Taking care of your health can include nutrition, exercise and getting enough sleep. However, a growing number of studies are finding that psychosocial risk factors, like optimism, also play an important role in how healthy you are and how long you may live.
A review published in the Journal of the American College of Cardiology reported that while pessimism is associated with a higher risk for a cardiac event, stroke or death by any cause, optimism creates a protective barrier and lowers the risk of these events. A separate review published in JAMA Network Open concluded that promoting optimism was important for preventive health.
Part of this is behavioral; an optimist might make different choices than a pessimist. How we evaluate situations affects our perception. Our brain gives us an expectation based on what we experience and if we are able to take things in a more positive manner, it can color our experience.
This is particularly important with issues like depression, anxiety, and chronic pain. There is also evidence that show benefits with other illness such as heart disease, as well as effects on immune function and recovery from illness.
Are you optimistic?
You are likely optimistic if you usually look on the bright side of things and expect that good things will happen in the future. Disappointments will come but you tend to adapt fairly quickly.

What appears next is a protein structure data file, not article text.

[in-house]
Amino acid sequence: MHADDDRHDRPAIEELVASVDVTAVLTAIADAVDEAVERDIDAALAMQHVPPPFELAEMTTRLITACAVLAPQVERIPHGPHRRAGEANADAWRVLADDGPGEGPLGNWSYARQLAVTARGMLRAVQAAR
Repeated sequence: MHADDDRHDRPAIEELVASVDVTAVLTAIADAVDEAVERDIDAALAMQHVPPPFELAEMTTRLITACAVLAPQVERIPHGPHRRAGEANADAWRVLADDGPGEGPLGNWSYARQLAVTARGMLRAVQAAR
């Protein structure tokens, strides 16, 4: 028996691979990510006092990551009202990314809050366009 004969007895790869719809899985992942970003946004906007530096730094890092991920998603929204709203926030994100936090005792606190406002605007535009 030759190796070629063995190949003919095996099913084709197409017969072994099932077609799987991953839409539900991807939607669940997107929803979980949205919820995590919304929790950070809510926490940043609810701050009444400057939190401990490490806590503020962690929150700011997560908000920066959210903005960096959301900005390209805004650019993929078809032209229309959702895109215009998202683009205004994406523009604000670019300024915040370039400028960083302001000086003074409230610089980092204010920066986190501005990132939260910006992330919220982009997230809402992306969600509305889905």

Realistically, good things aren’t always going to happen, but a mindset of optimism is the most important factor.
No matter where you fall on the optimism scale, there’s a good reason to grow yours a little more. Researchers found that the highest levels of optimism were associated with living the longest in a study published in the journal Proceedings of the National Academy of Science.
Fortunately, optimism is a skill you can learn.
Steps to take
1. Find purpose. Work, family, friends, volunteering and more can all help give your days meaning and help you feel more positive about what tomorrow holds.
2. Feel gratitude. Spend a few minutes each day writing down the things you are grateful for.
3. Look for the silver lining. When bad things happen, think about one small good thing that came about as a result.
4. Practice self-care. Do the things that make you feel good. Not just for the moment but long term. Exercise, get enough sleep, eat well and see friends.
5. Focus on what you can change. In difficult situations, write down what you can and can’t control. Focus on the things you can control to improve the outcome.
Optimism is a good habit to start. It’s sometimes not easy to be optimistic, and it would be unrealistic to be this way all the time, but pushing for a tendency toward optimism is a good exercise that can help on multiple levels.
Raymond Simon is a doctor at the Samaritan Family Medicine facility on Geary Street in Albany.